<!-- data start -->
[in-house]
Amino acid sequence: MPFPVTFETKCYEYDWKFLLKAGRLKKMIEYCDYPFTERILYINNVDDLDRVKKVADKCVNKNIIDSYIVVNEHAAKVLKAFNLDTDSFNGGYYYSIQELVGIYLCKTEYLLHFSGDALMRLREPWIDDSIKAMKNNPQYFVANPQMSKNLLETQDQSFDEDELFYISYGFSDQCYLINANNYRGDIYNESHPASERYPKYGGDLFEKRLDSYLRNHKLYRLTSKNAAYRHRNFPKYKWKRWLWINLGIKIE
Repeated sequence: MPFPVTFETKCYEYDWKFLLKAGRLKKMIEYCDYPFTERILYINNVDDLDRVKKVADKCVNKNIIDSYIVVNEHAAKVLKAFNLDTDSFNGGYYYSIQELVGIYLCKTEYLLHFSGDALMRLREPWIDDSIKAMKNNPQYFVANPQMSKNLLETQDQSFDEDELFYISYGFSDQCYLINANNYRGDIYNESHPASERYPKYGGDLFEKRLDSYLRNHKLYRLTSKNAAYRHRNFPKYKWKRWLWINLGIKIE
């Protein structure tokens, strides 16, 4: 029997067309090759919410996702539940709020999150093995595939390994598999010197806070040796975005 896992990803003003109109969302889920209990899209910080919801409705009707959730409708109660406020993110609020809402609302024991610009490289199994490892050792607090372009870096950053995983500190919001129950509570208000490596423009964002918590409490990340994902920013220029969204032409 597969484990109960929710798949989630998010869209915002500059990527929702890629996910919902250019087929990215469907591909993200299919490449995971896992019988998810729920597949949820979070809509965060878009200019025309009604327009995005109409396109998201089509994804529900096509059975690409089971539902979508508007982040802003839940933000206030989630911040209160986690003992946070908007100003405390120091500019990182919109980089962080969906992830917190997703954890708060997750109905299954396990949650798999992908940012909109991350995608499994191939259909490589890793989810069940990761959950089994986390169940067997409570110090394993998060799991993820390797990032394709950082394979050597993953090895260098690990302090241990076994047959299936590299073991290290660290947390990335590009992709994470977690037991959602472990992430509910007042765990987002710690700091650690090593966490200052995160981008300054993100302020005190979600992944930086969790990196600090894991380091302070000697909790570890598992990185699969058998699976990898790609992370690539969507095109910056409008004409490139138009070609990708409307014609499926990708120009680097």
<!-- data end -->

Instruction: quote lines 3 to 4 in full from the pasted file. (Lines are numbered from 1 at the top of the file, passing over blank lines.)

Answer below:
Repeated sequence: MPFPVTFETKCYEYDWKFLLKAGRLKKMIEYCDYPFTERILYINNVDDLDRVKKVADKCVNKNIIDSYIVVNEHAAKVLKAFNLDTDSFNGGYYYSIQELVGIYLCKTEYLLHFSGDALMRLREPWIDDSIKAMKNNPQYFVANPQMSKNLLETQDQSFDEDELFYISYGFSDQCYLINANNYRGDIYNESHPASERYPKYGGDLFEKRLDSYLRNHKLYRLTSKNAAYRHRNFPKYKWKRWLWINLGIKIE
């Protein structure tokens, strides 16, 4: 029997067309090759919410996702539940709020999150093995595939390994598999010197806070040796975005 896992990803003003109109969302889920209990899209910080919801409705009707959730409708109660406020993110609020809402609302024991610009490289199994490892050792607090372009870096950053995983500190919001129950509570208000490596423009964002918590409490990340994902920013220029969204032409 597969484990109960929710798949989630998010869209915002500059990527929702890629996910919902250019087929990215469907591909993200299919490449995971896992019988998810729920597949949820979070809509965060878009200019025309009604327009995005109409396109998201089509994804529900096509059975690409089971539902979508508007982040802003839940933000206030989630911040209160986690003992946070908007100003405390120091500019990182919109980089962080969906992830917190997703954890708060997750109905299954396990949650798999992908940012909109991350995608499994191939259909490589890793989810069940990761959950089994986390169940067997409570110090394993998060799991993820390797990032394709950082394979050597993953090895260098690990302090241990076994047959299936590299073991290290660290947390990335590009992709994470977690037991959602472990992430509910007042765990987002710690700091650690090593966490200052995160981008300054993100302020005190979600992944930086969790990196600090894991380091302070000697909790570890598992990185699969058998699976990898790609992370690539969507095109910056409008004409490139138009070609990708409307014609499926990708120009680097």